Most members of Yemen's parliament withdrew from a Wednesday session after Mohammad Al-Shaif, a representative and tribal leader, insulted Prime Minister Mohammad Salem Basindwa and threatened the Finance Minister Sakhr Al-Wajih with beating.
Al-Shaif who is among the most loyal leaders to the former president Ali Abdullah Saleh said Basindwa is not a Yemeni, dubbing him as a Somali and threatening Al-Wejih with beating after the latter objected to the insults against Basindwa and the government.
Some members of the General People Congress demanded Al-Shaif to apologize, but he refused, saying that he does not recognize the Yemeni government and described its members as toys.
Al-Wajih had carried out reforms inside the Finance Ministry that outraged a large number of Saleh's aides, particularly tribal leaders who Saleh used to allocate them billions of rials annually.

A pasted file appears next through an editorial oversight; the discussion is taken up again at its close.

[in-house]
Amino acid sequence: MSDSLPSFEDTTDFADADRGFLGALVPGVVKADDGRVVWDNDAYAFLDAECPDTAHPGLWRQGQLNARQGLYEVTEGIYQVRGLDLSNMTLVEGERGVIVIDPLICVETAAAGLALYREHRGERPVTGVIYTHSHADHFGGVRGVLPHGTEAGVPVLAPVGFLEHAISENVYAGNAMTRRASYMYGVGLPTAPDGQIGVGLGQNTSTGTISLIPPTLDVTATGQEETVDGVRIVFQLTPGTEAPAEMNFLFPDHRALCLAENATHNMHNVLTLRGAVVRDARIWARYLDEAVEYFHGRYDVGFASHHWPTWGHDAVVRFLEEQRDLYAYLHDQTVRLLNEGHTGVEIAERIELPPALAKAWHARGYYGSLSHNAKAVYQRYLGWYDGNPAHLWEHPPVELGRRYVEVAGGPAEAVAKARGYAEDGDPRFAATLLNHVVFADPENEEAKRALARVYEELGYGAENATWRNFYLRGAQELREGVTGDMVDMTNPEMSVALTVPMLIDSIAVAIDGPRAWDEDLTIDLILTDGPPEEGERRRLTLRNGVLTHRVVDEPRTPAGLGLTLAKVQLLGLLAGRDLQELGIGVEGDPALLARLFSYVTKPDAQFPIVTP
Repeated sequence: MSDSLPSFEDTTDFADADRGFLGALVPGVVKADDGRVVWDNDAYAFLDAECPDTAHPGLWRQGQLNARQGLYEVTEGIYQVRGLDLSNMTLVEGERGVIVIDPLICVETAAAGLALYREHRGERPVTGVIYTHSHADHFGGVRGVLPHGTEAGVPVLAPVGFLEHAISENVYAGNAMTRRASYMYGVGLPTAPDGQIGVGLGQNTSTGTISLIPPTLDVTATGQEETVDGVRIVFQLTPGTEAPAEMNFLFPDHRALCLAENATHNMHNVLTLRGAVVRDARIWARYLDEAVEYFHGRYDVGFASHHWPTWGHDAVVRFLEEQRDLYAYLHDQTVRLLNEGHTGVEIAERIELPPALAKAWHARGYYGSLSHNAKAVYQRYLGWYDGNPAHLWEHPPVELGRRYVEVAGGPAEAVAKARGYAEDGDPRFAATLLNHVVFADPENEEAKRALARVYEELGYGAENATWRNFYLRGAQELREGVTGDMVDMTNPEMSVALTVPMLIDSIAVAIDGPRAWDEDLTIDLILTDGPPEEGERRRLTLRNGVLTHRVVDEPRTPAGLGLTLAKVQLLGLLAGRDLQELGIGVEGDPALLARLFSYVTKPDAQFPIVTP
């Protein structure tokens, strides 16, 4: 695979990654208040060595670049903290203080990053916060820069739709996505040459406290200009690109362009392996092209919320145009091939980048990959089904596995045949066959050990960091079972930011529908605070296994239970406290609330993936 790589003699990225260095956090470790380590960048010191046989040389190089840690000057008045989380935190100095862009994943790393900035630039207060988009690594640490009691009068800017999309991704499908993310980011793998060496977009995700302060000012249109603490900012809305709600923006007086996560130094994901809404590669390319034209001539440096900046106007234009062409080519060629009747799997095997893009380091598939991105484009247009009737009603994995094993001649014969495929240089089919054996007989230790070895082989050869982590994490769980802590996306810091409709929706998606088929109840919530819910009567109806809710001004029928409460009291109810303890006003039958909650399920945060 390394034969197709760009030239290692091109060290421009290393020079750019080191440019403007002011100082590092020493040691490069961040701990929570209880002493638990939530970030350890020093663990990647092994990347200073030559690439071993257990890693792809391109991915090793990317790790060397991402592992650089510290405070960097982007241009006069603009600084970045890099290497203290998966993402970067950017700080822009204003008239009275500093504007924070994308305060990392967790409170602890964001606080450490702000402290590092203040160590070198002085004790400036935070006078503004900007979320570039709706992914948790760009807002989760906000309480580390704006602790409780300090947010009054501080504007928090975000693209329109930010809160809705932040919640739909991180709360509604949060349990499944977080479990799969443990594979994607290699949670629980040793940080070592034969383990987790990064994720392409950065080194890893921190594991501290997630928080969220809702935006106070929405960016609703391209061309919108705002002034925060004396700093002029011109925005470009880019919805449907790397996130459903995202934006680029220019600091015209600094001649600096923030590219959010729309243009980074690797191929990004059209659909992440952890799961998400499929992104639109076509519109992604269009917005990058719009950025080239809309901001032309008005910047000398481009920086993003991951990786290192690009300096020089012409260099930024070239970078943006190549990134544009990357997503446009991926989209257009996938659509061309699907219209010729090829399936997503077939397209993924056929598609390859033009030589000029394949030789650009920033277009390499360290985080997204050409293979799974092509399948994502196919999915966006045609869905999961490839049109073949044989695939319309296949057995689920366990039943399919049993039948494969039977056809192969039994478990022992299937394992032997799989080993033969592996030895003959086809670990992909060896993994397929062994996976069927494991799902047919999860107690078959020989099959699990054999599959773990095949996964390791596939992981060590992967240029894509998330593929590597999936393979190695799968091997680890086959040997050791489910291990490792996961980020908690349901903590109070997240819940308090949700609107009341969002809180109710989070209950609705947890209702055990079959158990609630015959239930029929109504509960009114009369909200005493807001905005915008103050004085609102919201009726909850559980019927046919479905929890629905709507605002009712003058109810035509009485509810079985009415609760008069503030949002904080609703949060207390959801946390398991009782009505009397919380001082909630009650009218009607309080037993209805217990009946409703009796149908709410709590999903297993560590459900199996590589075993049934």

Members of parliament expressed sorrow about insults used by Al-Shaif, pointing out that some sides seek to break down reconciliation reached by Yemenis and ignite conflicts.
Mohammmad Al-Hazmi, a lawmaker, said the Yemeni government and the Finance Minister are attacked as it took courageous decisions to keep public money.
A Yemeni analyst said the insults of Al-Shaif came after the government suspended financial appropriations for tribal leaders, affirming that the suspension pushed Al-Shaif to continuously attacks Basindwa and its government.
While tribal leaders in Yemen are accused of committing violations, abusing people, breaching laws, imposing tributes and looting lands, they receive monthly salaries and other privileges from the government and even from foreign countries.